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Digital Archive International History Declassified

June 06, 1953

STATEMENT BY PRESIDENT SYNGMAN RHEE

This document was made possible with support from the Syngman Rhee Institute, Yonsei University

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    President Syngman Rhee strongly opposed the peace talks between the United Nations, the North Korea People’s Army, and the Chinese People’s Volunteer Army. Rhee proposed that he would accept this armistice only if the United States signed a Mutual Defense Pact and to continue to build the ROK forces after the war.
    "Statement by President Syngman Rhee," June 06, 1953, History and Public Policy Program Digital Archive, B-379-014, Papers Related to the Korean American Mutual Defense Treaty, Papers Related to Treaty-Making and International Conferences, Syngman Rhee Institute, Yonsei University https://digitalarchive.wilsoncenter.org/document/119372
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June 6, 1953

STATEMENT BY PRESIDENT SYNGMAN RHEE

(Advance Release -- Not to be released before 11 a.m.)

The new UN proposal is unacceptable to this Government. Therefore, as a counter-proposal, we suggest a simultaneous withdrawal of both the Communist and the United Nations forces from Korea, on the condition that a Mutual Defense Pact be concluded between the Republic of Korea and the United States in advance of its carrying out. The Mutual Defense Pact shall include the following three points:

1) The United States' participation on the ROK side will be automatic and instantaneous, in case of the Korean peninsula being attacked by any nation or nations.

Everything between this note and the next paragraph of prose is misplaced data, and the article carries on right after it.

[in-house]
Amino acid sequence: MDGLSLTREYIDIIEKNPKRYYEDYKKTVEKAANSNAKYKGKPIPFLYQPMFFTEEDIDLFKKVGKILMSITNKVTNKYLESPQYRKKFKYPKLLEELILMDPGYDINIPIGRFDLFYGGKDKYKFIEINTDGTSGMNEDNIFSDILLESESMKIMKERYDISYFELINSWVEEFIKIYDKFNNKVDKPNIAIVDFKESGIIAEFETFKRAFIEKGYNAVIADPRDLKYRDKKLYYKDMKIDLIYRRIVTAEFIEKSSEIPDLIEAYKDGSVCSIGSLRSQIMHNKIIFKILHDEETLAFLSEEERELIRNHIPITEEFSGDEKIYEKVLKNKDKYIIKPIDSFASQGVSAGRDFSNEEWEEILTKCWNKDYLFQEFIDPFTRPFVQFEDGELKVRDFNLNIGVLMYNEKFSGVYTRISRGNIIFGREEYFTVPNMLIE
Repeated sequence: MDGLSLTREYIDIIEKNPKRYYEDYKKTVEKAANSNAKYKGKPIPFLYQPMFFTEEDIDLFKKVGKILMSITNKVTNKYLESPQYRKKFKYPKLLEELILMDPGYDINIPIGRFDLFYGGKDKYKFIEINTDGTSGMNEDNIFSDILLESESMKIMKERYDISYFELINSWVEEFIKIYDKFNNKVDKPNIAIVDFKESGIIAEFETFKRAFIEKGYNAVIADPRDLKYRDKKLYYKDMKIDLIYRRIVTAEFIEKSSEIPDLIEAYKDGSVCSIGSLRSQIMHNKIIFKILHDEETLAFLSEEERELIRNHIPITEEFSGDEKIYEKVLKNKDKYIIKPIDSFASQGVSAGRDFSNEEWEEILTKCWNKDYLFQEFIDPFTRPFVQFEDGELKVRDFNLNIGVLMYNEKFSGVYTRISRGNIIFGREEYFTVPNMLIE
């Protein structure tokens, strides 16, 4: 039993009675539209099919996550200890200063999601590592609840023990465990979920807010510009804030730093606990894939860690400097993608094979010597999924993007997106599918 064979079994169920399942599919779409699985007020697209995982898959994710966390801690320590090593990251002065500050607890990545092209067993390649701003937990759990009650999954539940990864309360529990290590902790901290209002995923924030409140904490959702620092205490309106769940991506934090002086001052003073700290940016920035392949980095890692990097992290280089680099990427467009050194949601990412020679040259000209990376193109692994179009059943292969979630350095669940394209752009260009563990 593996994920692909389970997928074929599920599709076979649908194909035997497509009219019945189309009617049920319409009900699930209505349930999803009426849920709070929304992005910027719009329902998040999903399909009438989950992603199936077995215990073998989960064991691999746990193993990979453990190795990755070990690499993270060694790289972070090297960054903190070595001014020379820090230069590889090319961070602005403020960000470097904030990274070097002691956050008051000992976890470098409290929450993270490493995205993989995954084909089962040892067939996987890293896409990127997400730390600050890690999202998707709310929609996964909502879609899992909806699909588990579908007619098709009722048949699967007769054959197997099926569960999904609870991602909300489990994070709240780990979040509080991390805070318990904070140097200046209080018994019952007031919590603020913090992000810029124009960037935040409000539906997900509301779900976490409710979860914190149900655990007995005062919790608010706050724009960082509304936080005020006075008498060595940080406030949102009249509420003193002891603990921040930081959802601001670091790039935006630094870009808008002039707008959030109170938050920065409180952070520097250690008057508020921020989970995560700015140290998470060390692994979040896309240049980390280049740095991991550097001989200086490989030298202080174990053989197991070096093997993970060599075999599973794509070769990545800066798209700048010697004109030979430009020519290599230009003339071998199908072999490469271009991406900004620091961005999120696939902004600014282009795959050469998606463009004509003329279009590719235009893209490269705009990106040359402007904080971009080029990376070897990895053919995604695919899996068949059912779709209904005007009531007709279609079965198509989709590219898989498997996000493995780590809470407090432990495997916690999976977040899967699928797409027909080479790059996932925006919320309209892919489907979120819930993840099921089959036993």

2) Adequate supplies of arms, ammunition and general logistic materials will be given Korea for the purpose of making Korea strong enough to defend itself so as to safely release every American citizen from action in Korea.

3) The United States Air and Naval forces will remain where they are now, pending the buildup of their Korean counterparts to an adequate degree, so as to deter the enemy from attempting another aggression.

If this proposal is unacceptable, however, we must be allowed to continue the fighting. We prefer to fight on to any divisive armistice or peace. Our first choice is, if we are free to make it, still to have our allies by our side to actively help us fight out our common issue. But, if that is no longer possible, we would rather wish to exercise our innate right of self-determination to decide the issue conclusively one way or the other. Anyway, we can no longer survive a stalemate of division.

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